How do braces affect your playing?????


Active Member
I have got an appointment with the authodontist in a couple of weeks, and he says that i should have a brace :( I play the tenor horn and i don't know if having a brace will affect my playing(I don't want it to!) . Can anybody tell me their experiences with having a brace please???? help!!! :(

The Cornet King

Active Member

I'm a cornet player and about 5 years ago i had a brace.
The very first time i picked up my cornet after i had it fitted I couldnt (and i kid you not) play above a middle G(second line of the stave!!)

It was almost impossible, not forgetting incredibly painful. Over time it became easier but i feel that i lost 18 months of quality playing and practice because of it.
It also left indentations of the brace on your gum...needless to say playing was rather painful. There is a brace guard you can get that makes it less painful, but makes playing a hell of a lot harder than it already is.

At the end of the day, your health and your teeth should come first, and with a larger mouthpiece, that of a tenor horn it may be easier, however my experiences with a cornet were not good.

If there is any possible alternative, i urge you to choose it.
Unfortunately playing with a brace is not easy, and you have to make a choice.

I really do wish you all the best, and hope i have been of some use. Please don't hesitate to PM or e mail me if you have any questions or want to discuss anything about it.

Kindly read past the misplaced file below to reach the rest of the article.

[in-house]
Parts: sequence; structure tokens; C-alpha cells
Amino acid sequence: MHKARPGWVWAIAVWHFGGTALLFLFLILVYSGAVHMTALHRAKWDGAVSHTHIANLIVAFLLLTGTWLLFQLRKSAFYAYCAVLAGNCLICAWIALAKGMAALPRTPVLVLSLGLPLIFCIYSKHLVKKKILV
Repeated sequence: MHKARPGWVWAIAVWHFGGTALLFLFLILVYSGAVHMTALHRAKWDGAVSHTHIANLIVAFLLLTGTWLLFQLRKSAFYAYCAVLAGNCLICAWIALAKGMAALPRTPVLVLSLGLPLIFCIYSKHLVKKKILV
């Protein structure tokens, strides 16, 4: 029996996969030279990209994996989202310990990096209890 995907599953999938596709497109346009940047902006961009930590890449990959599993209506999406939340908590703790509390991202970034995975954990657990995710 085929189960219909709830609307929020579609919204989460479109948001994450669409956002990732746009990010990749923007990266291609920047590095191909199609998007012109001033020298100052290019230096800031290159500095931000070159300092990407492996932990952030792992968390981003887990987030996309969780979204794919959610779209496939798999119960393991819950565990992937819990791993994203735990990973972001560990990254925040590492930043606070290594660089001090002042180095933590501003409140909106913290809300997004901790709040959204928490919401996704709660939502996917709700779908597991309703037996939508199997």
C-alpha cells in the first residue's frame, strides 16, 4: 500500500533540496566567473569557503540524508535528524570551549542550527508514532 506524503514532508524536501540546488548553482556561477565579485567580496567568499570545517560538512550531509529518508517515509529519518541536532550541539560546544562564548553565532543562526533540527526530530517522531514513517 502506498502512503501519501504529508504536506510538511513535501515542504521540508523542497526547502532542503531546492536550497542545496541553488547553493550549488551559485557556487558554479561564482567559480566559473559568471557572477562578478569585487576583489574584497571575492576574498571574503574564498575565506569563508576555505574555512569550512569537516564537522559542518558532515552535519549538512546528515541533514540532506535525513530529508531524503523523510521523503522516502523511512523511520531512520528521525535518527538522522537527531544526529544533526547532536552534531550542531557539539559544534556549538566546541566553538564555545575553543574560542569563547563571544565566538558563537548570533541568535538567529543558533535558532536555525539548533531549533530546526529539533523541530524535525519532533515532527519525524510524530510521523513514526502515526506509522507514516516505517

Active Member
I'm sure the dentists won't like the early theme here but....

I know a girl played horn (15ish) she had a brace and it really held up her playing, she has to use a different embochure to play upper register and she's stuggled for a few years.

Another young lady a Flugel player has had braces on in the last month and she's really struggling, can't get any consistant notes and is finding it painful and hard all round.

I turned braces down when I was 15 because of my cornet playing, I can't say i regret it, or if i would have the other way round! I've got heaps out of my Music so it's all good, plus I didn't have especially bad teeth to start with (i have to say there a bit wonky now!)

It's a tough tough decision i wish you all the best which ever way you go.



Active Member